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The web is putting magazine publishers under increasing pressure


The web is putting magazine publishers under increasing pressure

According to a study by the PricewaterhouseCoopers (PwC) consultancy, around 60 percent of magazine readers worldwide would like a digital edition, at least to supplement the print product. Readers under the age of 15 even prefer digital magazines to print editions.

The consultants warn that the Internet is increasingly putting the traditional business model of magazine publishers under pressure. The development is forcing publishers to realign their business model. “Additional advertising revenues will hardly be able to compensate for the losses in sales. Publishers have to open up new sources of revenue by making greater use of the brand potential of their magazines, for example through target group-oriented online shops,” comments Frank Mackenroth, partner and head of the Entertainment & Media industry group at PwC.

Magazine publishers currently generate around 80 billion US dollars (50.3 billion euros) in annual sales worldwide. By 2012, PwC forecasts revenue to increase to $95 billion. The share of sales from the digital business will then be between 10 and 20 percent. Even if some publishers have already discontinued printed magazines in favor of digital editions, the consultants believe that this will remain the exception for the foreseeable future. However, as the experts determined in their study, every second reader would buy their favorite magazine even if it was only available in digital format.

The consultants observed little willingness among women in particular to only read their favorite magazine on the screen. Only 29 percent would buy a purely digital edition, for men the proportion is 41 percent. The preferences of the buyers also depend on their national origin. In China, India and Russia, for example, between 70 and 80 percent of respondents have no problem reading magazines exclusively on their cell phones or PCs. In Germany and the Netherlands, on the other hand, only 35 percent would be willing to do so. Even in the US, only a good half of the readers would remain loyal to a magazine that is only published digitally.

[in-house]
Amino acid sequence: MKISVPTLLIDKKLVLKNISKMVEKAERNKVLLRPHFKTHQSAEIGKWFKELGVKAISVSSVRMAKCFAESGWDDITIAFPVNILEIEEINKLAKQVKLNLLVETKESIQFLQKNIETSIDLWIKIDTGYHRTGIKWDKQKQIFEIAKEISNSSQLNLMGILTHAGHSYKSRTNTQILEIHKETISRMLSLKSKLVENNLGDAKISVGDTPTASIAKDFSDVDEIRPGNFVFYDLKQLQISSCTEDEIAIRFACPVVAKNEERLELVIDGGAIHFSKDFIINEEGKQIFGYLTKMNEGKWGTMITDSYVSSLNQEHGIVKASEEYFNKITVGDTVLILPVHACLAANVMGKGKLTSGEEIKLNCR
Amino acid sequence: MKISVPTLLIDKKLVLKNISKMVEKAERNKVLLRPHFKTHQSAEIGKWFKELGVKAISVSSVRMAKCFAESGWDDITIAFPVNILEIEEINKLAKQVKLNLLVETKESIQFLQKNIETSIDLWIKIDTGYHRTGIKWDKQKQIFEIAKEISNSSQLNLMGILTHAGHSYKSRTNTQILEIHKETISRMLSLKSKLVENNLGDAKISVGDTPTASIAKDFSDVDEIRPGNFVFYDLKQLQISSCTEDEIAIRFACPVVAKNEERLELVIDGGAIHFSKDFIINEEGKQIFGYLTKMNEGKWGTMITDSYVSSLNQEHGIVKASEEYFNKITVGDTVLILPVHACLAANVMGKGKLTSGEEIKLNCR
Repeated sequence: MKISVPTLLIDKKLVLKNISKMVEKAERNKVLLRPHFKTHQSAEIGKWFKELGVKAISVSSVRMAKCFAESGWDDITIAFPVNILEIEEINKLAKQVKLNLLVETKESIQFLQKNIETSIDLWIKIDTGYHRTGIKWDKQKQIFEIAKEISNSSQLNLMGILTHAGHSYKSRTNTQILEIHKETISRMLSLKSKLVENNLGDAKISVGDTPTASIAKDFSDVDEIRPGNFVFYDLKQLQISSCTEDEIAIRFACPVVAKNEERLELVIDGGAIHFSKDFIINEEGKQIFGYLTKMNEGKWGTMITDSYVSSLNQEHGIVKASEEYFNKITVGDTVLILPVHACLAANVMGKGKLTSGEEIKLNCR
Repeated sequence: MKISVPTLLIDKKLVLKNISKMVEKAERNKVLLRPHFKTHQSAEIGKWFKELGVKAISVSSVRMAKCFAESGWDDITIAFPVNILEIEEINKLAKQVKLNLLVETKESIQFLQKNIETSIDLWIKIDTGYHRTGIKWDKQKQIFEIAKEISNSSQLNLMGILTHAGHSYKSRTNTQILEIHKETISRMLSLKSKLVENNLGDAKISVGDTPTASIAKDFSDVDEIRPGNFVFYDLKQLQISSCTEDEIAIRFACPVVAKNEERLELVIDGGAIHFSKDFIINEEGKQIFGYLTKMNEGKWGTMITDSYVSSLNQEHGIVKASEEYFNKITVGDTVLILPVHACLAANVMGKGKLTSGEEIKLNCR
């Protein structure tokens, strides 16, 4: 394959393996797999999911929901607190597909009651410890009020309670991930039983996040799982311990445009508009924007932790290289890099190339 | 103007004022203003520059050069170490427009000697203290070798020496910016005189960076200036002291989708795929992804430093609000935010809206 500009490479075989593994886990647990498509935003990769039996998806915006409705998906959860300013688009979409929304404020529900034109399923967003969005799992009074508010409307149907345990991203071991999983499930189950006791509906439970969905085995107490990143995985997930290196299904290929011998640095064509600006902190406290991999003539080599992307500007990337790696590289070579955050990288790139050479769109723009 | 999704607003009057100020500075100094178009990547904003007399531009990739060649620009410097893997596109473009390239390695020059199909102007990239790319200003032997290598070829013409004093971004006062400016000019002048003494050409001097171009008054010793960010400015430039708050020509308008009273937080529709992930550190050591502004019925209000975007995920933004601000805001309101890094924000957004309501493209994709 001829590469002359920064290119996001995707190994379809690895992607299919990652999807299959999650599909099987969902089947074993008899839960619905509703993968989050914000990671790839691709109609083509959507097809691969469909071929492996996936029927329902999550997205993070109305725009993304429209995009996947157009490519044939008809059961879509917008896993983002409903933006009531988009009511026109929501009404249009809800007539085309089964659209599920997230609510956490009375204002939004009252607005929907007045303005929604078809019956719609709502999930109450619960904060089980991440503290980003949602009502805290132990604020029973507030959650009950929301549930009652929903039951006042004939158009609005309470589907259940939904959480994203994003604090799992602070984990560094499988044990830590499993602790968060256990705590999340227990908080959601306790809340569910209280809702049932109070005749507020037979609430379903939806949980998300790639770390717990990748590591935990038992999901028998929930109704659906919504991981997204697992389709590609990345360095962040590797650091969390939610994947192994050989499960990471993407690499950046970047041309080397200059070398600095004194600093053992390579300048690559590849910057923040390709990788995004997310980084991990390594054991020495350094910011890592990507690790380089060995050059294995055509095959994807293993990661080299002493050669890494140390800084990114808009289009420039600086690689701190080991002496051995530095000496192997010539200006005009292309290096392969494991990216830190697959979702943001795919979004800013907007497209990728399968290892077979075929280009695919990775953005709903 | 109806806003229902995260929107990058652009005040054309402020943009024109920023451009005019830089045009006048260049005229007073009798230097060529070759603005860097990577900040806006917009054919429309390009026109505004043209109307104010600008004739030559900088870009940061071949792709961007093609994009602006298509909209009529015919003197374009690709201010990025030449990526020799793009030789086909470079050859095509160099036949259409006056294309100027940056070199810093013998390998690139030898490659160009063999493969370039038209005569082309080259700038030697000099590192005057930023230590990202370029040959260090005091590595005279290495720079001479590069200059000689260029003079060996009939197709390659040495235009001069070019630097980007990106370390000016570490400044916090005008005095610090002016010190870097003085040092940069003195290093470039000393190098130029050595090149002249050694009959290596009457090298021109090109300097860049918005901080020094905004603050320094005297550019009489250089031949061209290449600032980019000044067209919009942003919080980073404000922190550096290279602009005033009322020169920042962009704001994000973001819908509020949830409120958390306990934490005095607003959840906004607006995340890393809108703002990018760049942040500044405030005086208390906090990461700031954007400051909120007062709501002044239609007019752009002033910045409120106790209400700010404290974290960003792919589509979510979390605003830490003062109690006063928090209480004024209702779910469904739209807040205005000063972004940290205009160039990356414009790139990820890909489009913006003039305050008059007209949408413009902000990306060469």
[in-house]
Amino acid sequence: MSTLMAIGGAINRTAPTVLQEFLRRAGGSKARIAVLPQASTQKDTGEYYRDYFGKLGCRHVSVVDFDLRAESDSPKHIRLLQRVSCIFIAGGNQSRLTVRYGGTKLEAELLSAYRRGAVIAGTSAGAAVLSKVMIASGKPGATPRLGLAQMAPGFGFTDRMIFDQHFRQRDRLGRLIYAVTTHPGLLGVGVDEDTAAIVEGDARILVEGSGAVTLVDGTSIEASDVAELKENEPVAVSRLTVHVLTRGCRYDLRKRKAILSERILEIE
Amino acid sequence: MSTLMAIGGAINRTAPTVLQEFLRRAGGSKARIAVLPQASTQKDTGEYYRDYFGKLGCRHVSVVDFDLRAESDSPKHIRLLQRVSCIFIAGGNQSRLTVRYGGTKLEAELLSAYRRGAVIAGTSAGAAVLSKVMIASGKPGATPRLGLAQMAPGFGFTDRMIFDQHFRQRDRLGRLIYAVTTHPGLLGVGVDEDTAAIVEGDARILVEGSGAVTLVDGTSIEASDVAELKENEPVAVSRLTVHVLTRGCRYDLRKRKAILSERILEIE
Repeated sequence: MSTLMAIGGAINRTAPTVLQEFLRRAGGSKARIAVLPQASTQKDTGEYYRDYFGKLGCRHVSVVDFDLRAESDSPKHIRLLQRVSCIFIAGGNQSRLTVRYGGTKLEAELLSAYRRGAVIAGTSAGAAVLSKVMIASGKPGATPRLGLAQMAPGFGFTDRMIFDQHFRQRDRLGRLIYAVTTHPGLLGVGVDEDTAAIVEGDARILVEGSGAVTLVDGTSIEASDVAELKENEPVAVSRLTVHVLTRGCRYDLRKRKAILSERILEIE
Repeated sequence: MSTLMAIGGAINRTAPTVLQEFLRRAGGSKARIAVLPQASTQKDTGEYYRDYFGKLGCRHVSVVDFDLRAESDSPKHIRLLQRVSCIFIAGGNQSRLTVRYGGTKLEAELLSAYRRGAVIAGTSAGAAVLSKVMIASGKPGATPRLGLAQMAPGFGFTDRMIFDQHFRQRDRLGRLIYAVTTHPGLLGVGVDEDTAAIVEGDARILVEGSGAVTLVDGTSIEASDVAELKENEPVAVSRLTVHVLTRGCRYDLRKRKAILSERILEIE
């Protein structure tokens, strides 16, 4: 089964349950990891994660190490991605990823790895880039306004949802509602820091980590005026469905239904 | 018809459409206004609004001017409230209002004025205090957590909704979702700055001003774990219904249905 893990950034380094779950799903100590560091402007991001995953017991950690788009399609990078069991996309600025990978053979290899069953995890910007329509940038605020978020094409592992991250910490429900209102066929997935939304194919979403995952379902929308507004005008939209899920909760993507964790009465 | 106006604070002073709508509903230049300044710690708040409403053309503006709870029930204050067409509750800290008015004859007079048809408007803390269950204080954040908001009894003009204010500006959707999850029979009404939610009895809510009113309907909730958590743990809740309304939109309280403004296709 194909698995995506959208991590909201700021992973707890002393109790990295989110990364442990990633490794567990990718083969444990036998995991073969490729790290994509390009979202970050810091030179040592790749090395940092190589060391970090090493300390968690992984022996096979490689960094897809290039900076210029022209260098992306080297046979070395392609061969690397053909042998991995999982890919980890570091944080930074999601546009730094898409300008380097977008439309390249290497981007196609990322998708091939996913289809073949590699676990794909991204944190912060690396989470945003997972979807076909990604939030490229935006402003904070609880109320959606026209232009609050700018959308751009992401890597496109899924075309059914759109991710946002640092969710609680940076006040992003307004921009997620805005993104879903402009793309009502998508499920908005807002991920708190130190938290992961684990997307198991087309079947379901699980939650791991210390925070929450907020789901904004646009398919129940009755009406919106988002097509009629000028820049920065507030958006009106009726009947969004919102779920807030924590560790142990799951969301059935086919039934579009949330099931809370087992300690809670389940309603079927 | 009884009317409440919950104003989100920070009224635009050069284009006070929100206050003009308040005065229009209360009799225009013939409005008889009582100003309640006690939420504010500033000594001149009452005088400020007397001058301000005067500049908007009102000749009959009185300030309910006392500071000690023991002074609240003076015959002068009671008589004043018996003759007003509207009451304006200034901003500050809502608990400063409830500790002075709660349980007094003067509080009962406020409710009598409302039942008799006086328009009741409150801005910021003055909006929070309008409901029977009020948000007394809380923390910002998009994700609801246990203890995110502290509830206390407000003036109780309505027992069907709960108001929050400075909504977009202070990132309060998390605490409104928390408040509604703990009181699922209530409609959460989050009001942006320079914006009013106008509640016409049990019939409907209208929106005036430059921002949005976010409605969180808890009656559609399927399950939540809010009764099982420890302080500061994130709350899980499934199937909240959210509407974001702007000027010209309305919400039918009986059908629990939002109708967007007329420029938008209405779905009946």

The analysts report how much a digital magazine can cost also depends on the type of digital offering. On average, buyers would only pay 35 percent of the price of the print edition for a magazine on their cell phone, but 47 percent for an e-paper on their PC. In a package with the printed title, digital magazines would even become a loss-making business for publishers. Because for e-paper and print magazine together, consumers are only willing to pay 66 percent of the price of the magazine. This also explains why magazine publishers design digital editions and the print version of their magazines differently.

For the study “The medium is the message – Outlook for Magazine Publishing in the Digital Age”, PwC surveyed a good 5,000 readers in ten countries, including over 500 from Germany.